City Drops Plan to Put Migrants in Former Nazi Concentration Camp

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MAINZ, Germany — A German city on Monday abandoned plans to house undocumented migrants in an outpost of the Nazis' notorious Dachau concentration camp.

Up to 2,000 slave laborers stayed at the sub-camp under Adolf Hitler’s rule and were forced to work for German aircraft manufacturer Messerschmidt.

Officials in the southern city of Augsburg unveiled plans to house up to 90 migrants in a building known as "Hall 116," saying there is a lack of alternative space — but on Monday it said it would no longer consider the idea.

Munich’s Abendzeitung newspaper had described the idea as “incomprehensible.” It quoted Charlotte Knobloch, a Jewish community leader in Munich and upper Bavaria, as saying: “This action is completely out of the question, the end to the much-needed commemorative culture.”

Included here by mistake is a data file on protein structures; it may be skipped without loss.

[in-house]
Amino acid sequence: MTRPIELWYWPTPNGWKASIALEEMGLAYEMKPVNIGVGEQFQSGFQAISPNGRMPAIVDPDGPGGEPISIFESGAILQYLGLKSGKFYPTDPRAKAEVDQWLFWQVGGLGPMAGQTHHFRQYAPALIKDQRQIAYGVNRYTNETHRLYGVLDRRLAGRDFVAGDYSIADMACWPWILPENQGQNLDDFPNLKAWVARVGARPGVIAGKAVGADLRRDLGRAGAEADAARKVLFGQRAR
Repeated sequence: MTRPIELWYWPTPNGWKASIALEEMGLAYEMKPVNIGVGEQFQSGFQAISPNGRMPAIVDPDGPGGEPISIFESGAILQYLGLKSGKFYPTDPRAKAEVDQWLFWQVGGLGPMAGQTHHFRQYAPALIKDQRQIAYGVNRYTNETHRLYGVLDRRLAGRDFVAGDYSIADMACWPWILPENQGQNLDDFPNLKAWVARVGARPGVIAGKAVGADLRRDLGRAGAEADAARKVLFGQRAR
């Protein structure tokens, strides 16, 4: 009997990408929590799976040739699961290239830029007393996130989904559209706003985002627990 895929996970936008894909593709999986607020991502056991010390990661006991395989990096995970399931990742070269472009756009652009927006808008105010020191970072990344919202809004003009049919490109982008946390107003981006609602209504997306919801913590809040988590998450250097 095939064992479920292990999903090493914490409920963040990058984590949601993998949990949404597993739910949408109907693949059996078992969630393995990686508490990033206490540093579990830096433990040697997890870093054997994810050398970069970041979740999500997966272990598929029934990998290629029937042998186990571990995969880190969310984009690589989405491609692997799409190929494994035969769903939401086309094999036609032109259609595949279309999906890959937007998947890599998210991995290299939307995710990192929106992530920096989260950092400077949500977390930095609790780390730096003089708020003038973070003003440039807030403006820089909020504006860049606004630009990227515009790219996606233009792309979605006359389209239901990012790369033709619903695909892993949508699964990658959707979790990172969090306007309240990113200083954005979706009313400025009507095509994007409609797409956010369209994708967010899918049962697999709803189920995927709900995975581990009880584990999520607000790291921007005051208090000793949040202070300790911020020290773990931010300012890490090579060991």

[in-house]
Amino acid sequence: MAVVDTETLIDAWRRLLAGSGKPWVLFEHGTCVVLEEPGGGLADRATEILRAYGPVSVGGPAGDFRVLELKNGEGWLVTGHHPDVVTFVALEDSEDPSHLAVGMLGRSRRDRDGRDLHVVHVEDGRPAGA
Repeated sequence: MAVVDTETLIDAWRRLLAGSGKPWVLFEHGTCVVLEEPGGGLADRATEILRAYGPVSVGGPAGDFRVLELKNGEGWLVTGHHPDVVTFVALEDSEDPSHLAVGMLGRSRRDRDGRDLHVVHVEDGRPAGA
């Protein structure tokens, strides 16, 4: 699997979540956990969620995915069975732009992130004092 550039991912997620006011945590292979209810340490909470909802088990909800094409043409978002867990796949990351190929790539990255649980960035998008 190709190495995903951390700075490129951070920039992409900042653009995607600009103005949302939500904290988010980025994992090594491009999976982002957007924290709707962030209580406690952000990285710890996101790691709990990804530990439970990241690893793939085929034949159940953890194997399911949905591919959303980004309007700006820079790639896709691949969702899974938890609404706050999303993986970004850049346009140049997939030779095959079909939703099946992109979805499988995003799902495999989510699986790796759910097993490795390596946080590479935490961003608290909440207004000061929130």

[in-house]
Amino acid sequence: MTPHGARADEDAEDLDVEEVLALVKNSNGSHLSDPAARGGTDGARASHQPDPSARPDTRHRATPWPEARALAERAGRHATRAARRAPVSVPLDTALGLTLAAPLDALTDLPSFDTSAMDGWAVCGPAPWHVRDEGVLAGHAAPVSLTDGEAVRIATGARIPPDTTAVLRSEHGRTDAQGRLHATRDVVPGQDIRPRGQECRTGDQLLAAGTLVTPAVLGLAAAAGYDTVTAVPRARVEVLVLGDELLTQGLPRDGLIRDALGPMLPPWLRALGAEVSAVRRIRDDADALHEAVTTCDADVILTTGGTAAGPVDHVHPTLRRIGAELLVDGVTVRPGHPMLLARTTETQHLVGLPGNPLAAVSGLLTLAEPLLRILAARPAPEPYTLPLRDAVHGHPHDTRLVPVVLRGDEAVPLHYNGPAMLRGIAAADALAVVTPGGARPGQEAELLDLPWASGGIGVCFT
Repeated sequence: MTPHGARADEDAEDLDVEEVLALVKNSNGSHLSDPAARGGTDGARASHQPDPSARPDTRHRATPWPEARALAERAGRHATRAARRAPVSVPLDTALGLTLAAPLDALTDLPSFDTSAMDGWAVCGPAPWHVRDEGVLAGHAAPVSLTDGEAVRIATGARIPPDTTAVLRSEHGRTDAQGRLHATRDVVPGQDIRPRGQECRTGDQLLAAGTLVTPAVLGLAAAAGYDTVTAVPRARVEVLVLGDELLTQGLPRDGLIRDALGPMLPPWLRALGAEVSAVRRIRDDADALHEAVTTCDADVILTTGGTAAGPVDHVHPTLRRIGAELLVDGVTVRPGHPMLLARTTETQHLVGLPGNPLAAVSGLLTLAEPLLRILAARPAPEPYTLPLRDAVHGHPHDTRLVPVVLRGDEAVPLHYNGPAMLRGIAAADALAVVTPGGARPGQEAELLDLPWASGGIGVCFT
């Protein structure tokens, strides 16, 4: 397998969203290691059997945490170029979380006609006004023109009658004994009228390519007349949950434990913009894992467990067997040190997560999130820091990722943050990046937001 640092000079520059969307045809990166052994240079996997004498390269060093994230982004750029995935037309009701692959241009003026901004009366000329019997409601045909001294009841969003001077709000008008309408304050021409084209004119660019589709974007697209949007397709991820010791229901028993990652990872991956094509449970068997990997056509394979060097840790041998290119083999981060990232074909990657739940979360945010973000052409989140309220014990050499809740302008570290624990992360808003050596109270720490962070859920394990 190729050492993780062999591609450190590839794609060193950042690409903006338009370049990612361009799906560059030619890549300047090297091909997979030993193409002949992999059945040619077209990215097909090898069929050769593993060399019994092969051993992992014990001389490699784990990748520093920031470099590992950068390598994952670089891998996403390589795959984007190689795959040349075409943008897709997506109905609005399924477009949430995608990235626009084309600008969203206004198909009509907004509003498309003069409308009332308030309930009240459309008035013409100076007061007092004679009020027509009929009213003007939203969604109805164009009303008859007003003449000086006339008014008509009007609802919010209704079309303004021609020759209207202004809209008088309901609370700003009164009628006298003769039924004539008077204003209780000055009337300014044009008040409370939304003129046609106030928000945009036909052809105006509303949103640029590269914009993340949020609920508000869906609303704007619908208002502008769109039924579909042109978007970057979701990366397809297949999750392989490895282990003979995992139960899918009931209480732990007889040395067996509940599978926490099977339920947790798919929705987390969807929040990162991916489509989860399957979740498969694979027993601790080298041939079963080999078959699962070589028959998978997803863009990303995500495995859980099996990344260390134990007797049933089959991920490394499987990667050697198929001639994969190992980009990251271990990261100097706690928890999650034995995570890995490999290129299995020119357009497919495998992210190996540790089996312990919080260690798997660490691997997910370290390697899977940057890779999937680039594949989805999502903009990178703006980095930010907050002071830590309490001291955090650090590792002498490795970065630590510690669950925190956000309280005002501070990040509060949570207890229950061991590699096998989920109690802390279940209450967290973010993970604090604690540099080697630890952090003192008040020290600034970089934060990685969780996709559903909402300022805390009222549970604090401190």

Dr. Stefan Kiefer, Augsburg's social welfare officer, said in a statement that Hall 116 "will be discarded as a housing option.”

“Hall 116” was part of the U.S. military’s Sheridan Kaserne military hotel after World War II. American troops used it as a vehicle hangar.

Germany has been overwhelmed by an influx of people. According to U.N. figures, it received 109,600 applications for asylum in 2013 — the most of any country in the world. The city of Cologne spent almost $7 million to buy a four-star hotel last summer and is opening up its rooms to asylum seekers.

A woman walks through the main gate of the former Dachau concentration camp near Munich, Germany, on November 3, 2014.Michael Dalder / Reuters, file


- Andy Eckardt